You can read my article in full, here.
Australia: The article will appear this Friday, 7 October, on Workers Online.
Finland: Here is my article, published by SAK, a Finnish national trade union center.
Germany: For those of you who read German, here’s my article for Jungle World.
Italy: For those of you who read Italian, here’s my article which appeared in Il Manifesto this week. Coming soon — my article for Rassegna, the weekly publication of the 5.5 million member CGIL trade union federation. (Awaiting translation and publication.)
Norway: Now available in the trade union publication LO-Aktuelt Another article appeared in the daily newspaper Klassekampen.
I’m leaving St. Louis today, but I’m not leaving this subject behind.
St. Louis, Missouri struck me as an odd place to choose to hold the founding convention of new labour movement in the United States. It is not actually that easy to get to and there are few tourist attractions around to make the place particularly appealing. But when I heard that in this city, nearly a fourth (22%) of all workers belong to a trade union, I began to understand. (In the USA today, some 8% of private sector workers belong to unions, down from 35% a generation ago.) St. Louis symbolizes a time in America when workers could join unions and better their lives.
There are really two ways of looking at the founding convention of the Change to Win Federation which took place in St. Louis on Tuesday. On the one hand, some journalists called it a “dog and pony show”, meaning a carefully stage managed event that was designed to cover up what was essentially an unprincipled split in the American trade union movement. The other view was that this marked a turning point in American labour history, an event comparable to the birth of the CIO in 1935. Having sat through the entire convention, I’m not sure both views are mutually exclusive.
I just sat in on a question and answer session with a relaxed Andy Stern, president of the SEIU. Stern surrounded himself with purple-clad workers from Texas and fielded questions — including some tricky ones — from journalists.
Stern was asked repeatedly about politics, and he confirmed that individual unions in the Change to Win federation would continue their political work. But he emphasized that workers in the USA did not have a party of their own.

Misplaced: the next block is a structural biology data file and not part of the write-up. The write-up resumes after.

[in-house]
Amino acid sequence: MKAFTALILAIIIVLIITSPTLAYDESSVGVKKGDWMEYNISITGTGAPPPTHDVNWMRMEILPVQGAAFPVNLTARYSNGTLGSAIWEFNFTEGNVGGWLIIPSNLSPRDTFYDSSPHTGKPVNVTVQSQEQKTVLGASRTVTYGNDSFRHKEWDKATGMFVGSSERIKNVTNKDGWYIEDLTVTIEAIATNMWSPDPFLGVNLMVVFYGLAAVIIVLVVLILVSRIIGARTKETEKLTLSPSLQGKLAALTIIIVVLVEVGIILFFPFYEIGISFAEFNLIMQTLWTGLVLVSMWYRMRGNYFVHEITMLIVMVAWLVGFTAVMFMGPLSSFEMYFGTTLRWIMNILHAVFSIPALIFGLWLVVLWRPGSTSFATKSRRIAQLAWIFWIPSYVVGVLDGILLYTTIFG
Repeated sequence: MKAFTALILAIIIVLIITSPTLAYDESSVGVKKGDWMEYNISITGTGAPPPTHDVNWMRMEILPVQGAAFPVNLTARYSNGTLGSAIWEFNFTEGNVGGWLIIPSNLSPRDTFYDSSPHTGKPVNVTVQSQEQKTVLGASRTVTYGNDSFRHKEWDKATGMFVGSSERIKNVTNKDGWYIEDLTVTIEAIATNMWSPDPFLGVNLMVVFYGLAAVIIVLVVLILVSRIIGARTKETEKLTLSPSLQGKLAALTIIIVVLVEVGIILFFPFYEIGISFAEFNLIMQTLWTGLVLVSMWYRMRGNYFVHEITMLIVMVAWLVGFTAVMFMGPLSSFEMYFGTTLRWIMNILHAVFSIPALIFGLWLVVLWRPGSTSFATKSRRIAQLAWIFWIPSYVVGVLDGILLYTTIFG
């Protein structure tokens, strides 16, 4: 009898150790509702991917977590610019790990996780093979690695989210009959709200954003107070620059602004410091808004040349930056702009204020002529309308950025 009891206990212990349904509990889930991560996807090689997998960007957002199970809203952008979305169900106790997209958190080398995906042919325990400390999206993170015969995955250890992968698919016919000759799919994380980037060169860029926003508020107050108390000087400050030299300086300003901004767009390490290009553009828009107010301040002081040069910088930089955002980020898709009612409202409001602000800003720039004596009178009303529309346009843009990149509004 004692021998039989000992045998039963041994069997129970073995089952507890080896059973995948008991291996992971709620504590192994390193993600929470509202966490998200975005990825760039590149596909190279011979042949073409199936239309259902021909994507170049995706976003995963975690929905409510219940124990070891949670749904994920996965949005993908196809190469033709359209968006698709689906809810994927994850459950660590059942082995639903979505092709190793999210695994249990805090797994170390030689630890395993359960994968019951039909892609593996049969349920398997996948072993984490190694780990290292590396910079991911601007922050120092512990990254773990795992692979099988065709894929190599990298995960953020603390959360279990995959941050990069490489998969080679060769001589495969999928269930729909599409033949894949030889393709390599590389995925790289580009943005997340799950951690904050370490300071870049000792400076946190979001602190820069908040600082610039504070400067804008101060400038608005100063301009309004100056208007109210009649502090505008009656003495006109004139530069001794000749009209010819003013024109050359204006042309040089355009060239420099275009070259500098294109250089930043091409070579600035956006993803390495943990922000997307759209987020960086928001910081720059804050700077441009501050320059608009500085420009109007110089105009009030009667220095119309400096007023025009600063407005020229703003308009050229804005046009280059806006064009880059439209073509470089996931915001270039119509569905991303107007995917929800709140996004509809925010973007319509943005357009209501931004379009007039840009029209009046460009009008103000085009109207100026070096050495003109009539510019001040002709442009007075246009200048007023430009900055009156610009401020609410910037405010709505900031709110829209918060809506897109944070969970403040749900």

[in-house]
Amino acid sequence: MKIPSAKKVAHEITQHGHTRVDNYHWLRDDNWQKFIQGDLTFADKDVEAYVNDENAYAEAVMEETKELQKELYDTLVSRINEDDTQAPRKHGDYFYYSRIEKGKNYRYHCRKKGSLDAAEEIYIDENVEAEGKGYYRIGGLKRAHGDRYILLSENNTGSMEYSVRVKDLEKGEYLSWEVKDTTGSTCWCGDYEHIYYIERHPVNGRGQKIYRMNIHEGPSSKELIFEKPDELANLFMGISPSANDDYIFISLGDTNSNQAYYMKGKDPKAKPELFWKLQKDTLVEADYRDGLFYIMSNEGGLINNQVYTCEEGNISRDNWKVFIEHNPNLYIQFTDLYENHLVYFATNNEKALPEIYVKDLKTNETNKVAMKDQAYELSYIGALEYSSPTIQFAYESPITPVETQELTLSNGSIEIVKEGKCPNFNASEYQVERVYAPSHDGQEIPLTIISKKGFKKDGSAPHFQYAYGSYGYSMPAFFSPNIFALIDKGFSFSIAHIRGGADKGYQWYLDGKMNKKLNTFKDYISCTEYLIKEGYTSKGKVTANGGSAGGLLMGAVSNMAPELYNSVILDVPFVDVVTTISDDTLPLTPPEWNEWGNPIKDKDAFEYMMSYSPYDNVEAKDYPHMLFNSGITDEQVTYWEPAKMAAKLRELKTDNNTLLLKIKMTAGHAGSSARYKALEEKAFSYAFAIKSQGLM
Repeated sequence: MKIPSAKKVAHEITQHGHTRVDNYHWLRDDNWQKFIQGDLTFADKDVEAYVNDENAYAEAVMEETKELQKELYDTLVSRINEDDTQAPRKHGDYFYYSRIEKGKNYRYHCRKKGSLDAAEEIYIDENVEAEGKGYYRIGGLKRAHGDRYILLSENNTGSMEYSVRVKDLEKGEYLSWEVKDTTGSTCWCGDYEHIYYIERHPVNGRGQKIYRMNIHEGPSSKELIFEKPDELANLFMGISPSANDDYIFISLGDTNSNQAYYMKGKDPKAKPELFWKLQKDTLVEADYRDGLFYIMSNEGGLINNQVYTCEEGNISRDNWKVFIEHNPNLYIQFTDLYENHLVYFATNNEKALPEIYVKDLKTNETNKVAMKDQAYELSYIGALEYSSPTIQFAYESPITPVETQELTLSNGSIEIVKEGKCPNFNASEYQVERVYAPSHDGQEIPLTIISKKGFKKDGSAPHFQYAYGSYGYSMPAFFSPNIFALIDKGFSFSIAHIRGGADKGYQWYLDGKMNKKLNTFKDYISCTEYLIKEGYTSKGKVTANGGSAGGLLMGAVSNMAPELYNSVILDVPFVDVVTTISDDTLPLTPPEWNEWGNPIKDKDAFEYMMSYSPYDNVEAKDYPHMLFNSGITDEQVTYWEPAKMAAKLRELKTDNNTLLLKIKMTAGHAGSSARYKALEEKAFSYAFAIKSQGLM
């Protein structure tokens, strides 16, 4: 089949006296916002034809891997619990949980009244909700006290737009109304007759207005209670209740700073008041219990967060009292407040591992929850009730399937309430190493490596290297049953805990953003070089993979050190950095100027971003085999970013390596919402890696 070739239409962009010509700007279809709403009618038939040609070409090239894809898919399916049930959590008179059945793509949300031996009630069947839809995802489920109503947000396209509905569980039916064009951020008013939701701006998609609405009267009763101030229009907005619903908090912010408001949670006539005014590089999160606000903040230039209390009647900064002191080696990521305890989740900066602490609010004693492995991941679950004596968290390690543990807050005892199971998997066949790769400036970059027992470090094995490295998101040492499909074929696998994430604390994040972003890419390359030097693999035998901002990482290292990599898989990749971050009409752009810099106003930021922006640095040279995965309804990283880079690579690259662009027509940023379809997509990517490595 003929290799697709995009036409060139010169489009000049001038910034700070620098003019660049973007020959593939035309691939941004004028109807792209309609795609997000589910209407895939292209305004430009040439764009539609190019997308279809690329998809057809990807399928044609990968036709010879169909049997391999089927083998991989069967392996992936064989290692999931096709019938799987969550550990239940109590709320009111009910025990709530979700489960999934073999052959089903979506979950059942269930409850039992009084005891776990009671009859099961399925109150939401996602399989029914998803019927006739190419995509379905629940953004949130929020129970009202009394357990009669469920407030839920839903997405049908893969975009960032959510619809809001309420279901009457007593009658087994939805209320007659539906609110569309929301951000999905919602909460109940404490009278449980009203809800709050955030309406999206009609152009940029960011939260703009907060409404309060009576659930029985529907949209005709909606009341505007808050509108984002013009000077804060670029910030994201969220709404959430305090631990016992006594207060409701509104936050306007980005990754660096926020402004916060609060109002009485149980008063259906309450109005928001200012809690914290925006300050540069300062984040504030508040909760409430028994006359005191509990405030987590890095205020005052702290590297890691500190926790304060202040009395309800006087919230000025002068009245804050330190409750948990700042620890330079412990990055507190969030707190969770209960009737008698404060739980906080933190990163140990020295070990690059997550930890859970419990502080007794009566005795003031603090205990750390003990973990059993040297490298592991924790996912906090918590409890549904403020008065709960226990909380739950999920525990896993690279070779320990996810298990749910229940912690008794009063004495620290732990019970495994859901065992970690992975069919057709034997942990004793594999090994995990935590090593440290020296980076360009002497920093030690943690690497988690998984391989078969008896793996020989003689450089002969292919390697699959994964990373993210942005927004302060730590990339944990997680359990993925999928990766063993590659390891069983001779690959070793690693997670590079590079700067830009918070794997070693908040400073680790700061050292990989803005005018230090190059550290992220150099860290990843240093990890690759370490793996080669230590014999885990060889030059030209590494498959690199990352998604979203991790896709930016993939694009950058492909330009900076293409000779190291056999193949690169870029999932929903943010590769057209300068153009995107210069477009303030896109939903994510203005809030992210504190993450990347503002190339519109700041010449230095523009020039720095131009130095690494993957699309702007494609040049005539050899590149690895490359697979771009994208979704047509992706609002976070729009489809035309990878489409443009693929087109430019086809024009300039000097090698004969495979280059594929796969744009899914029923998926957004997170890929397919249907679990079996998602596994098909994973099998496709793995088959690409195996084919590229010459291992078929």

He mentioned author Thomas Frank who had written that Democrats were perceived as being latte-drinking, Chardonnay-sipping owners of Volvos — and Stern said that this was not just a perception, but the reality. The Democrats may be supportive of the workers in their hearts, he said, but not in their heads.
When asked if the coalition/federation had set any goals for how many new members it would recruit, he said that it was too early to say — but we’d know more in the spring. But the SEIU, which now has 1.8 million members, would have 2 million in the near future, he promised.
One journalist commented that many of the things being said on the floor of this convention would have been welcomed at the AFL-CIO convention too. Was this causing him to have second thoughts? Stern replied that it would probably have the effect of making some AFL-CIO affiliates question why they weren’t here.
Asked why the construction unions were exempted from the new federation’s compulsory strategic sectoral efforts, he pointed out that those unions had a long history of working together — while unions like the SEIU, the UFCW and the Teamsters had not worked together in the same way.
He spoke about how the unions, including SEIU, were giving their very best people to the new federation, giving the example of Tom Woodruff, who he called the architect of the SEIU’s explosive growth. Tom would be organizing director for the new federation, he said.
Asked about whether the new federation would have a communications strategy, he talked about cellphones and the net, about his own experience as a blogger, and the SEIU’s innovative PurpleOcean.org website.
The BBC website — which makes an effort to cover the world — has no mention of this event. I’ve just written to them to complain. If your local news media are not covering this convention, I urge you to write to them — now. Tell them about this blog. Thanks.
Several delegates have gotten up to speak about the struggle to unionize bus drivers in the US who are employed by a British-based company, First Group/First Student. Now they are showing a film with British workers — members of the Transport and General Workers Union — expressing their solidarity. The Teamsters and SEIU have been working together very closely on this campaign, and you can find more details here: http://www.drivingupstandards.org/
It’s great to see a concrete example of cross-border solidarity, or as Andy Stern says, “workers of the world unite” (or was that Karl Marx?).
Instead of eating lunch, the Leadership Council of the Change to Win coalition met for the first time. They added three people to their group, as the constitution provides. And they confirmed Edgar Romney and Anna Burger as the Secretary-Treasurer and Chair of the new federation, according to a report now being presented by James Hoffa of the Teamsters.
As Hoffa points out, this is the first time that a major union federation in America has elected a woman as its head, and Romney is the highest ranked African-American in the history of the labour movement in the USA.
The next 4 hours will include the following:
* Our covenant for growth: Joe Hansen (UFCW)
* Our commitment to growth: Doug McCarron (Carpenters), Tom Woodfruff (SEIU)
* Our commitment to electing leaders who share our values: John Wilhelm (UNITE HERE), Marite Elena Durazo (UNITE HERE)
* Our commitment to each other: Terence O’Sullivan (Laborers)
Stay tuned … and keep sending in those emails and comments.